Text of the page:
Gig Review: Sick Joy w/ Japanese TV Club @ Think Tank? Underground

Gig Review: Sick Joy w/ Japanese TV Club @ Think Tank? Underground

Sadly I was unable to catch local rockers Melt, however I arrived in time for the second band on the lineup.

When I was considering whether or not to buy a ticket to this Sick Joy gig, Japanese TV Club’s support slot announcement was the clincher.
The ‘Cry and Compliment Me’ EP is impressive in its own right but I believe in the power of a live gig to really convey a body of work.

When the band first gathered on stage they looked like they’d been dropped off with no forewarning, eventually taking comfort once their instruments were in full swing and finding their momentum together. Despite a couple of false starts and a hastiness to the tracks, both of which can be attributed to them being a young band, it really was a solid set.

The way the tracks communicated to a live audience was quite interesting, from the lo-fi, shoe-gaze recordings to a slightly clearer overall sound that showcased each instrument a little more distinctly.

I couldn’t review them without mentioning ‘Troubled Waters by the Wayside’, it’s so hauntingly evocative regardless of which form you’re hearing it in and that’s purely down the lyrics: “what does it feel to be complete, to feel like you never have to compete for love, joy, fulfillment, ever again”.

When Sick Joy took to the stage it was with little more than a wave in the direction of the audience. Instead, they launched straight into their set with ferocious deliverance, working the crowd up with their dirty riffs and punchy lyrics.
It’s that token sound that has had many reviewers pointing out the nineties grunge influences, most notably Nirvana.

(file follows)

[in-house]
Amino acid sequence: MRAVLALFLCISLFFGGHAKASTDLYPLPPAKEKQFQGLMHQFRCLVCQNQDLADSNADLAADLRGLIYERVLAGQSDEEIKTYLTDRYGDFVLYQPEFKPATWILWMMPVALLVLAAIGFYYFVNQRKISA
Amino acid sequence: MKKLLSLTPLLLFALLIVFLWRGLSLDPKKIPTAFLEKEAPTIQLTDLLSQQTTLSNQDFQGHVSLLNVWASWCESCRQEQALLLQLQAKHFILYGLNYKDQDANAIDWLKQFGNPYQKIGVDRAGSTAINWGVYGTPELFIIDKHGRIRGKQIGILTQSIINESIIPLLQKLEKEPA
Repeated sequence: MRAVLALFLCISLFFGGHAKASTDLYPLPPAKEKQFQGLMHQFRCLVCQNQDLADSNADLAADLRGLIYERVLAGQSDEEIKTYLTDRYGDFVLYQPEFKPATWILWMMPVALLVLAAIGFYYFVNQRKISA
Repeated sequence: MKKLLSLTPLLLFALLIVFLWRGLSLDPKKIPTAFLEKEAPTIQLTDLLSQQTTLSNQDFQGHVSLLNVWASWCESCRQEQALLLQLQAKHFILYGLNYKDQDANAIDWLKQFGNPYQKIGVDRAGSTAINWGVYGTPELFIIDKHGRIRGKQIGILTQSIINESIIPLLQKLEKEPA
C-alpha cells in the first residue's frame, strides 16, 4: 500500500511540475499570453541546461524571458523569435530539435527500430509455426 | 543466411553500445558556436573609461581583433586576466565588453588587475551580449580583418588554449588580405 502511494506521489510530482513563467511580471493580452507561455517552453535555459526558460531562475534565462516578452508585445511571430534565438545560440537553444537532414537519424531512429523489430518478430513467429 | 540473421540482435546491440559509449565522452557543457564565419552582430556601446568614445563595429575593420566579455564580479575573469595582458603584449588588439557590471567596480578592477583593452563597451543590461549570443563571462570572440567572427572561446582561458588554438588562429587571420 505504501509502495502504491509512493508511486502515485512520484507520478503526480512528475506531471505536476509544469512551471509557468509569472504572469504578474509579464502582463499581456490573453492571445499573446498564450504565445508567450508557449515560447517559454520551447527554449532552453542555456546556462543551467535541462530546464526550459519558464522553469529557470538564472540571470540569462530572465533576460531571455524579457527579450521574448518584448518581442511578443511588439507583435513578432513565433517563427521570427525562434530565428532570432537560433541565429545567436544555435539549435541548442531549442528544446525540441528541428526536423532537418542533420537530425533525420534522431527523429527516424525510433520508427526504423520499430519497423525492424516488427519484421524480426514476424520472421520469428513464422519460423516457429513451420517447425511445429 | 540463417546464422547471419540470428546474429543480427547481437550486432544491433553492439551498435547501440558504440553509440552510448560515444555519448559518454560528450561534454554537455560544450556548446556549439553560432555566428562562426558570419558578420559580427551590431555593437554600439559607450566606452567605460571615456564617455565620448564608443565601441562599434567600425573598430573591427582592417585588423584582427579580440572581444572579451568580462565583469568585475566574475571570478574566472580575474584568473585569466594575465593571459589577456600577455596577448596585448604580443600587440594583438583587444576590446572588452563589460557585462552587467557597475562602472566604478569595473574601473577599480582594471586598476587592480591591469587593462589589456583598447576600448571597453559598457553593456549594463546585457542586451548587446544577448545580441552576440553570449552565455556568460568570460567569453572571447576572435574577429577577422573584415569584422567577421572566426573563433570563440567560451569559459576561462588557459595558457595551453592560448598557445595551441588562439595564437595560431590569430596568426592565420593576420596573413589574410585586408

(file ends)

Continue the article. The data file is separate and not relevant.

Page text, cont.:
Though the band are based in Brighton, two-thirds of their current line-up relocated from Newcastle so I think it’s only fair we claim them as our own, right? And even if they didn’t outright profess it as a homecoming gig, the suggestion was there in frontman Mykl’s admittance that he’d spent so long in Brighton that it was nice to be surrounded by Geordies (people who could actually understand what he was saying).

 Photography by  Stewart Gardiner

Photography by Stewart Gardiner

Sick Joy sit alongside bands like Demob Happy and Fizzy Blood in the latest resurgence of proper guitar bands, bands who seem driven by the importance of their live sound.
No gimmicks or eccentricities, just honest songwriting and lofty guitars. A formula that was proven a success when I looked around to see the crowd singing along to ‘Smiling Shame’, perhaps the track that utilises pop sensibilities most prominently, and ‘Senses’ with its wooing riffs.

In an interview with Louder Sound, Sick Joy spoke about how the bands that made them want to pick up their instruments in the first place, had inspired their sound (cue those nineties grunge comparisons again). Frontman Mykl went on to state that “it seemed a lot of people were feeling this sort of devolution and disenchantment with current stuff and where it was going”.
Hence the birth of the band's grounded sound.

There’s definitely some truth in his statement as there are so many genre offerings in modern music, causing significant pressure on bands to constantly be evolving their sound in order to remain relevant.
Lately being experimental has meant playing around so much with technological elements that the live sound is forfeited or turned into something of a grand spectacle. There is of course space for that, and there are artists doing it well, but everything needs balance and Sick Joy are the other face of the coin.

The band's newest release ‘Dissolve Me’ is a cacophonous show, a simple song about lust, hardened by its pummelling instrumentation and given levels in the delivery of the vocals that drop from a fevered exclamation.

 Photography by  Stewart Gardiner

Photography by Stewart Gardiner

During ‘Cat in a Bird Cage’ the trio were pushing their instruments to create as much rabid noise as possible, the systematic components of the Sick Joy machine.
It was definitely the standout song for me, as vocalist/guitarist Mykl and bassist Danny came together in the center of the stage, bordering drummer Martyn, in a séance of sound.

Though the gig was a short one I was definitely left feeling satisfied. With ringing ears, energised spirits and a soggy shirt sleeve from sloshing a pint about a bit too much.
To top off the experience the band even offered up a new track somewhere amidst the chaos but didn’t give us much of an elaboration beyond stating it’s newness, not even a title.
Though after the success of their latest releases and the tour so far, as well as the band recently signing to a label, it’s safe to say we’ll be hearing a whole load more from them in the near future.



Cover photograph by the author.

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